In a culture of safety first, several contractors have begun to look outside the box in a bid to achieve zero lost time injuries.
The skills shortage is undoubtedly one of the biggest issues affecting both minesites and contractors across the country.
However, as many contractors are unable to match the wages offered by the big guns of mining, they are using guaranteed safety as a way to entice the local workforce.
Bilfinger Berger Services (BBS) has recently developed and installed a Safety Information Technology System (SITS) that allows live data analysis from all of the company’s business units.
SITS uses lead indicators and near miss reports to record and map safety trends, ensuring transparency in the way safety is managed and reported.
BBS’s managing director Mark Elliott said the system tracks safety performance in real time.
“The system allows us to track any safety alerts or incidents that may have occurred across any one of our 58 sites,” Elliott told Australian Mining.
“The tool helps us log all incidents accurately and with out delay.
“That information is then disseminated across the business in Australia and New Zealand.”
Once a safety incident is logged it is escalated to the appropriate person, depending on the nature of the incident.
“When serious incidents occur, I am alerted within minutes and then I can put the wheels in motion so that the incident is resolved without drama and delay,” Elliott said.
Back to basics
The premise behind the SITS program originally stemmed from an employee’s idea to run an automated safety system that would allow the uninhibited, easy spread of information.
“A preliminary version was introduced two years ago, how ever, since then the concept and the system has gone ahead in leaps and bounds,” Elliott said.
The biggest issue the company faced prior to the installation of the system was getting the information quickly and easily to the appropriate people on each of the 58 sites.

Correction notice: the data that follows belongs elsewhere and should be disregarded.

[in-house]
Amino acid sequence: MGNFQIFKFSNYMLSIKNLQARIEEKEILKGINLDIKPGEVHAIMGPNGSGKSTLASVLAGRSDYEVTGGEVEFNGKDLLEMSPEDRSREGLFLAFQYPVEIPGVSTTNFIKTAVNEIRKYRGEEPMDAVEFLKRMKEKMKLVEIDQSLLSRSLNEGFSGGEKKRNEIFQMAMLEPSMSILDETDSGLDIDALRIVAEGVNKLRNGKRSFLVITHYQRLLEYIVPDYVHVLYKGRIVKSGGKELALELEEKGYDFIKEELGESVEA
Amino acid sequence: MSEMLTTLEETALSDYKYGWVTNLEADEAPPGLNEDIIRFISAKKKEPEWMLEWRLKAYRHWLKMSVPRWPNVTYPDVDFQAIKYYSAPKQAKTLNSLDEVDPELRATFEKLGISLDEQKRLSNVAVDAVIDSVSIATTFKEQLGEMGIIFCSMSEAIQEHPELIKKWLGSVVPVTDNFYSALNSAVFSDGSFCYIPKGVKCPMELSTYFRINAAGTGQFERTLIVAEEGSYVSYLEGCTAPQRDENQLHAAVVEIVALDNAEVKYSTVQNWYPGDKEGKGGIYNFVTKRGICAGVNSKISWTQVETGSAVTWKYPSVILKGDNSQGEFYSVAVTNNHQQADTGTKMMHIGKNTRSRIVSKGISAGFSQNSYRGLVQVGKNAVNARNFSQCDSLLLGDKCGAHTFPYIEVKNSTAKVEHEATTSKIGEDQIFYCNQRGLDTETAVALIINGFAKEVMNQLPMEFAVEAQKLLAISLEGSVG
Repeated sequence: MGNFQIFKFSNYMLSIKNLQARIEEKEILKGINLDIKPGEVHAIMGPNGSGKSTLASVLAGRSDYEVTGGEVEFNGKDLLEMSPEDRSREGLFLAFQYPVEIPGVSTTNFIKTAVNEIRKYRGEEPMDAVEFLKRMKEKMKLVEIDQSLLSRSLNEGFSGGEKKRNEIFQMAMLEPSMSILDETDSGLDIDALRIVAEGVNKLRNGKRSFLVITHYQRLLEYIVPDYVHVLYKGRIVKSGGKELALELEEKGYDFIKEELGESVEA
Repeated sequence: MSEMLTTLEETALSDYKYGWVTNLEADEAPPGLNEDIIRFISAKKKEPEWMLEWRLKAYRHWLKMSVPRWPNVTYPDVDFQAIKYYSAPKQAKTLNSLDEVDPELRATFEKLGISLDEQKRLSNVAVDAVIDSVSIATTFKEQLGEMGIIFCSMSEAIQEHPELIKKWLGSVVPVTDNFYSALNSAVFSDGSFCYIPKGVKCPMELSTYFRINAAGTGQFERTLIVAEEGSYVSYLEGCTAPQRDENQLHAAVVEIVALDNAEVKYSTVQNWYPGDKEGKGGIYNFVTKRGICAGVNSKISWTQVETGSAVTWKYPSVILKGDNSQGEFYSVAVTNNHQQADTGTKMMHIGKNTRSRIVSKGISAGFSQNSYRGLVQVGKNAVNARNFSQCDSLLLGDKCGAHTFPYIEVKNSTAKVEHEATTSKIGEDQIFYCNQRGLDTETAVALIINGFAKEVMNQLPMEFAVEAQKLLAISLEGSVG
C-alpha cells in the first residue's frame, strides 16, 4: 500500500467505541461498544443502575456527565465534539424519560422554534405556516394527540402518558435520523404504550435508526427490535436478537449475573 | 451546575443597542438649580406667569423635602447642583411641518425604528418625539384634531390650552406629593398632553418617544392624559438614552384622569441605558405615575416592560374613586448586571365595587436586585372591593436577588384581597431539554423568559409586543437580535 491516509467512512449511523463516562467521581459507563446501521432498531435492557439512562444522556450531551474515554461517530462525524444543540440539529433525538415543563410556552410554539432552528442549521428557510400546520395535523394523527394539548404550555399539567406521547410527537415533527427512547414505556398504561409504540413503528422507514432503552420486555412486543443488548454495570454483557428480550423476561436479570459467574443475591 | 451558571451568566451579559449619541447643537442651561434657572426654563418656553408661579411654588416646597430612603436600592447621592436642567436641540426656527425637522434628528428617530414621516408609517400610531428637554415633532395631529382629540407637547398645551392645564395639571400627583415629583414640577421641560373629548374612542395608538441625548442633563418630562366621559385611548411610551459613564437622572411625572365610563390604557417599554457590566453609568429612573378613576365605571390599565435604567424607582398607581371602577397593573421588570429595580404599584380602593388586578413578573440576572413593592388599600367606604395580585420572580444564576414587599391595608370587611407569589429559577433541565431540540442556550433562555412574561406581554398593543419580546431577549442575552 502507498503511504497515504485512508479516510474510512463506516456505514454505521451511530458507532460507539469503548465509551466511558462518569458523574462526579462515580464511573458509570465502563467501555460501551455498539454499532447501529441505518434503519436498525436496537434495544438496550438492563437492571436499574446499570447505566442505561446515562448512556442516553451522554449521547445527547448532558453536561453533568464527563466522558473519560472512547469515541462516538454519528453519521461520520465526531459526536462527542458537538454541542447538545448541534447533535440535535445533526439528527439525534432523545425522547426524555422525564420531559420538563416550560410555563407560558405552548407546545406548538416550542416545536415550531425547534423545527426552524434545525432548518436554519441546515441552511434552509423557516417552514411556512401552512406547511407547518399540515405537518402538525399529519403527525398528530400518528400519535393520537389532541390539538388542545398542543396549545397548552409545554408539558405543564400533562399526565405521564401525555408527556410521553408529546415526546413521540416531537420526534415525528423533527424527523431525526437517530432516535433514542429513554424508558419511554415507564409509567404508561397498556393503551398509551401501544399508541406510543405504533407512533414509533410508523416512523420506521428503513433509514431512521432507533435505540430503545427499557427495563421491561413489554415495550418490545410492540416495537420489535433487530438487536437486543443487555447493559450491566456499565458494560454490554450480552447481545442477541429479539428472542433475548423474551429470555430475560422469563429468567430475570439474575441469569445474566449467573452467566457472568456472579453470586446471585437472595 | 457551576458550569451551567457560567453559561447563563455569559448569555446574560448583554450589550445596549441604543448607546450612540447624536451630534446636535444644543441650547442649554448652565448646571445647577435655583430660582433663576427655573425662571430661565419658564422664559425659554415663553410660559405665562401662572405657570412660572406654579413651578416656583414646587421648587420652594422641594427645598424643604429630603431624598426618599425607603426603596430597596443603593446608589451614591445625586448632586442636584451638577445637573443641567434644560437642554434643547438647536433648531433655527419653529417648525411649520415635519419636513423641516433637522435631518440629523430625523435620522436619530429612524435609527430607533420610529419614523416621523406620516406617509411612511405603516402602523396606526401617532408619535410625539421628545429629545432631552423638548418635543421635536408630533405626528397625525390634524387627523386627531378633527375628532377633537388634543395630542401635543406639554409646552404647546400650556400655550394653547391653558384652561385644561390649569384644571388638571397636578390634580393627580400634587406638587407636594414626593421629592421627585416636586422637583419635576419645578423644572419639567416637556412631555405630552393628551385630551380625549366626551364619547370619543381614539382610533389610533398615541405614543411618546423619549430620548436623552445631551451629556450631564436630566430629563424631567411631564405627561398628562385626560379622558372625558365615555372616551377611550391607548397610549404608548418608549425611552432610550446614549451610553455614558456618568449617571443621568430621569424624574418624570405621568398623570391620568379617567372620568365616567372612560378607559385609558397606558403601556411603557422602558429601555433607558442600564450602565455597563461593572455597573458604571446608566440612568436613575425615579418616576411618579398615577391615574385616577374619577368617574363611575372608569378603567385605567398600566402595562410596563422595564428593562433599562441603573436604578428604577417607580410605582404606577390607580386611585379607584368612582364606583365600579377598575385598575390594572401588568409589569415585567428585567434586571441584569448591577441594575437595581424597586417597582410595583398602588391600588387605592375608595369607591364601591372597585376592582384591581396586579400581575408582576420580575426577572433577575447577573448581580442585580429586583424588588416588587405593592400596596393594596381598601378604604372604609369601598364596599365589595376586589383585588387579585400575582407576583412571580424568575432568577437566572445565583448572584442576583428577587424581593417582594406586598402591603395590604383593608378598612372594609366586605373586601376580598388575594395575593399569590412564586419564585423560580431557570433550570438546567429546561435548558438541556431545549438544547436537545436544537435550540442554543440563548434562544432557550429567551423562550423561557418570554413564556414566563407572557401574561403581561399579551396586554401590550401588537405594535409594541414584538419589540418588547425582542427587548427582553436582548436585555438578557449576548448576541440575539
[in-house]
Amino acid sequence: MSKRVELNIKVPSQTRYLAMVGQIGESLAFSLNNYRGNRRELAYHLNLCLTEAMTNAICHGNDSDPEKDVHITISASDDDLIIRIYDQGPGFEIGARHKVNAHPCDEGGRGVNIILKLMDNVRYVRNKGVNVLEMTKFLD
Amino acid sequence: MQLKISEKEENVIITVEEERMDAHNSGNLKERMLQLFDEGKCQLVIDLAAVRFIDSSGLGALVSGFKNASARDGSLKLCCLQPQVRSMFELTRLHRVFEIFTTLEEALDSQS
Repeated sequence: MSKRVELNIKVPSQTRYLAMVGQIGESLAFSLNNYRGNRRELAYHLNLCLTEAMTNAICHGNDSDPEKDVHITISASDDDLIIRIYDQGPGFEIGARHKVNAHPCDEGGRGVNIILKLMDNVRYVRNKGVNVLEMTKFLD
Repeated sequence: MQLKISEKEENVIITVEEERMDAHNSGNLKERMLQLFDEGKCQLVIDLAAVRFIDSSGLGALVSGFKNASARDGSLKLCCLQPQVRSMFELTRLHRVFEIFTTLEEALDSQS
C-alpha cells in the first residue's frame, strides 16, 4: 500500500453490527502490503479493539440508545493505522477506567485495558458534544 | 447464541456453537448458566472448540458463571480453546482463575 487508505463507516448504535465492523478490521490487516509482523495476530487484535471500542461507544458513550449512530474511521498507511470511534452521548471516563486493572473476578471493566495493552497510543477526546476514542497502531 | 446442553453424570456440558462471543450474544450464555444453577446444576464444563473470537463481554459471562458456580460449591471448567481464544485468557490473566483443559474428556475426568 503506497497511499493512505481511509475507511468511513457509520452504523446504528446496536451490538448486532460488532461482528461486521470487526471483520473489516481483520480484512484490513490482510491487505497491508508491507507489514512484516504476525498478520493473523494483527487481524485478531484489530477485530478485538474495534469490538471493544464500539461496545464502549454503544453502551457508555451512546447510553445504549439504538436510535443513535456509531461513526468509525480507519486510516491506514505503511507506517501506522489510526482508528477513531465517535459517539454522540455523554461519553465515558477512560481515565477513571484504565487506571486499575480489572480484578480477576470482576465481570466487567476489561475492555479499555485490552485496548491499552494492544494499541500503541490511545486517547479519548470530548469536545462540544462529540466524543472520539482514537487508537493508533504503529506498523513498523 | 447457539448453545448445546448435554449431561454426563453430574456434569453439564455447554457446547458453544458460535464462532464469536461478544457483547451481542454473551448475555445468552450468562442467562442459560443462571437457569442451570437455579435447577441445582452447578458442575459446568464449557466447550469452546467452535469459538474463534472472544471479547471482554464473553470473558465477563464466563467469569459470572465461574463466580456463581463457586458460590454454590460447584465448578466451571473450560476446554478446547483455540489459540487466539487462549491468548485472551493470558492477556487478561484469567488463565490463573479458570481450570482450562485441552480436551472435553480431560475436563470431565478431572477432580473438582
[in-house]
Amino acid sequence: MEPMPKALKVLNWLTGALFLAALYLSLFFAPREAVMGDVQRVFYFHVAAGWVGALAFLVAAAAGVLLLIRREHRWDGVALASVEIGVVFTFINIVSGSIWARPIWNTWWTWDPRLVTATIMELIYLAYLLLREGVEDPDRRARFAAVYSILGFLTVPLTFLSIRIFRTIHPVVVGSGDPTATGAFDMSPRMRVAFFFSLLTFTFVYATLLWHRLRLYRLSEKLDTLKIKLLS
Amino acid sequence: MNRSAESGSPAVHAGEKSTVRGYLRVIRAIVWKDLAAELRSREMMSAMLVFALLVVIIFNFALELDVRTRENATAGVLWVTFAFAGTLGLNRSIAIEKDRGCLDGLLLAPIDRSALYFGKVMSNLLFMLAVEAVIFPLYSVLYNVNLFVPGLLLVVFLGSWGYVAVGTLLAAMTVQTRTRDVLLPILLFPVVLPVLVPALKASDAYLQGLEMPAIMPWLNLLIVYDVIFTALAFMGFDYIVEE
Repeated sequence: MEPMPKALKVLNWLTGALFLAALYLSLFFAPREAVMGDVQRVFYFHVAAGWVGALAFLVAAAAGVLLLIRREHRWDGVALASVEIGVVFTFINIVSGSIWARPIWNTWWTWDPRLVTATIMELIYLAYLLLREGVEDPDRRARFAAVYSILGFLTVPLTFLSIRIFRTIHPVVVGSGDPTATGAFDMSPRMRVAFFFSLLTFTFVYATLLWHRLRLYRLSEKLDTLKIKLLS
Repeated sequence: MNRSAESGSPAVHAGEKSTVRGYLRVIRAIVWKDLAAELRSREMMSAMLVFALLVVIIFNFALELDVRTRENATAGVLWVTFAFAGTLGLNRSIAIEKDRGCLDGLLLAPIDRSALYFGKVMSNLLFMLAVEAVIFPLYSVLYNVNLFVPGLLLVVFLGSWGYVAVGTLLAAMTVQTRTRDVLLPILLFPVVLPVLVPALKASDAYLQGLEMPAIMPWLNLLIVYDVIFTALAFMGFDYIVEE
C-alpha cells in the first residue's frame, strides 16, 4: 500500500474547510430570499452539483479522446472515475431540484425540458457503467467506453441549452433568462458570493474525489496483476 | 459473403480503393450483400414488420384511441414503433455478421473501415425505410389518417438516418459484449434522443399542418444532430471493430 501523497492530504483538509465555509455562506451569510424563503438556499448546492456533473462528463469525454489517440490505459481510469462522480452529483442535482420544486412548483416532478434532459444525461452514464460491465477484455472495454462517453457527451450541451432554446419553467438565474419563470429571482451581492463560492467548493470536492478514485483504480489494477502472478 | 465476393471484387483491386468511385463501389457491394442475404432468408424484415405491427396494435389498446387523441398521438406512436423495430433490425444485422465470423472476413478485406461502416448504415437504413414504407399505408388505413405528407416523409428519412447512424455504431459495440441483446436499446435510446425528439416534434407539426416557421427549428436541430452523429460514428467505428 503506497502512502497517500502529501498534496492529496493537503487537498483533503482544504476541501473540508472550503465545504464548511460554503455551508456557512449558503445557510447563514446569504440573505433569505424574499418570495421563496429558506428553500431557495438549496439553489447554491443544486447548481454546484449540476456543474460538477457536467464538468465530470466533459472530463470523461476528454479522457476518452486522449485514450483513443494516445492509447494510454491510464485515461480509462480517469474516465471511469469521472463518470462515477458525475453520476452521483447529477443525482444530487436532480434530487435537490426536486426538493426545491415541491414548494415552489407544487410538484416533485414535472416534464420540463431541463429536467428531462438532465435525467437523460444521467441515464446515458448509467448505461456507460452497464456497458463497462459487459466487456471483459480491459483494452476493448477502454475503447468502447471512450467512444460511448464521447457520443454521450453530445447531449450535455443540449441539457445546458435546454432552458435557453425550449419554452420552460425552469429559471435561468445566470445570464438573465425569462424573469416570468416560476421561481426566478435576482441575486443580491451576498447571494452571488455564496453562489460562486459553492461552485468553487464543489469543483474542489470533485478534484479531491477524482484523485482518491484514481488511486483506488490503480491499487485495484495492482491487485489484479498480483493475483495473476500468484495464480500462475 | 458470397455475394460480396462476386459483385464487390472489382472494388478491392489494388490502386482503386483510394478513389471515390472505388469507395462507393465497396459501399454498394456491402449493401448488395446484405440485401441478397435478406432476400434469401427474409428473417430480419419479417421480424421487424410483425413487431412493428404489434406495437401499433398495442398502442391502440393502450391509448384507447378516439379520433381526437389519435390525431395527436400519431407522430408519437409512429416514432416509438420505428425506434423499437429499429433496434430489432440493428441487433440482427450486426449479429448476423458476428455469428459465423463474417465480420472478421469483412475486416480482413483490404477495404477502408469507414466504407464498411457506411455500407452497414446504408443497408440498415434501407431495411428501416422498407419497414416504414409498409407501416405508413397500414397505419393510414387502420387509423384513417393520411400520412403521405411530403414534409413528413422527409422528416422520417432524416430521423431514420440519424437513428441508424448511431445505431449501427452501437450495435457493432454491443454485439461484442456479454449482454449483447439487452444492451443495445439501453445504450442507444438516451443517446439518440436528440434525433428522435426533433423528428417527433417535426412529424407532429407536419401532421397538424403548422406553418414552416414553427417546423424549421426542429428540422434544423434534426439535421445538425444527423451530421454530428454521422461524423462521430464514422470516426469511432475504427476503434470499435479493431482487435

“Different sites were showing trends in the number and types of incidents occurring.
“They were effectively making the same mistakes as each other. This system solves that problem,” Elliott said.
“The tool ensures that other parts of the business are alerted to the various safety problems immediately, ensuring that they don’t end up with a similar incident on their site.”
Several safety professionals are responsible for monitoring the site on a ongoing basis.
All the professionals are trained in the use of the system and are able to log the incident immediately and ensure that it is escalated to all the line managers and relevant experts.
The information is readily available to BBS’s site based managers, senior level managers, safety professionals and site supervisors.
“The system has resulted in more accurate and faster reporting of incidents, particularly through mine management,” Elliott said.
“Mine managers can become directly involved in assisting and developing solutions that we, in the company, expect when a safety incident arises.”
Elliott said the key to being a successful contractor was to have a good amount of quality local professionals and a sound safety first mentality.
“The safety of our employees is of paramount importance to Bilfinger Berger Services.
“In a climate of skills shortages, the ability to access and retain quality people is essential and to do that we need to be able to offer them something critically important,” he said.
AVKO Mining’s general manager Steve Durkin told Australian Mining that the biggest issue in contract mining was competition for human resources.
In today’s climate, mining professionals are hard to find.
“As a contractor we can’t match the wages that mining companies are willing to supply because we don’t make the same margins, but what contractors can offer is improved, increased safety,” he said.
According to Durkin, logging safety incidents is of critical value to a contract company.
“We are currently working on our safety record.
“We have a long way to go before we are completely satisfied, but we are reporting every incident and we are getting better at doing that,” he said.
“We are also working with suppliers and using innovative equipment that improves safety and employee enjoyment.”
AVKO is diversifying into the civil construction and quarrying markets.
And it is doing so with the aid of advanced drilling technology from Atlas Copco.
As reported by Australian Mining in the August 2008 edition, AVKO is using the first Atlas Copco ROC D9C Smart
Rig, with silenced mast, to start work in Australia.
The “silenced drill” enables Avko to work longer during the day in a built-up urban area than it would be able to with a conventional drill rig.
“More importantly, employees are able to work in close proximity to the drill and still communicate effectively.”
Bilfinger Berger Services
02 8667 6000
08 9021 5581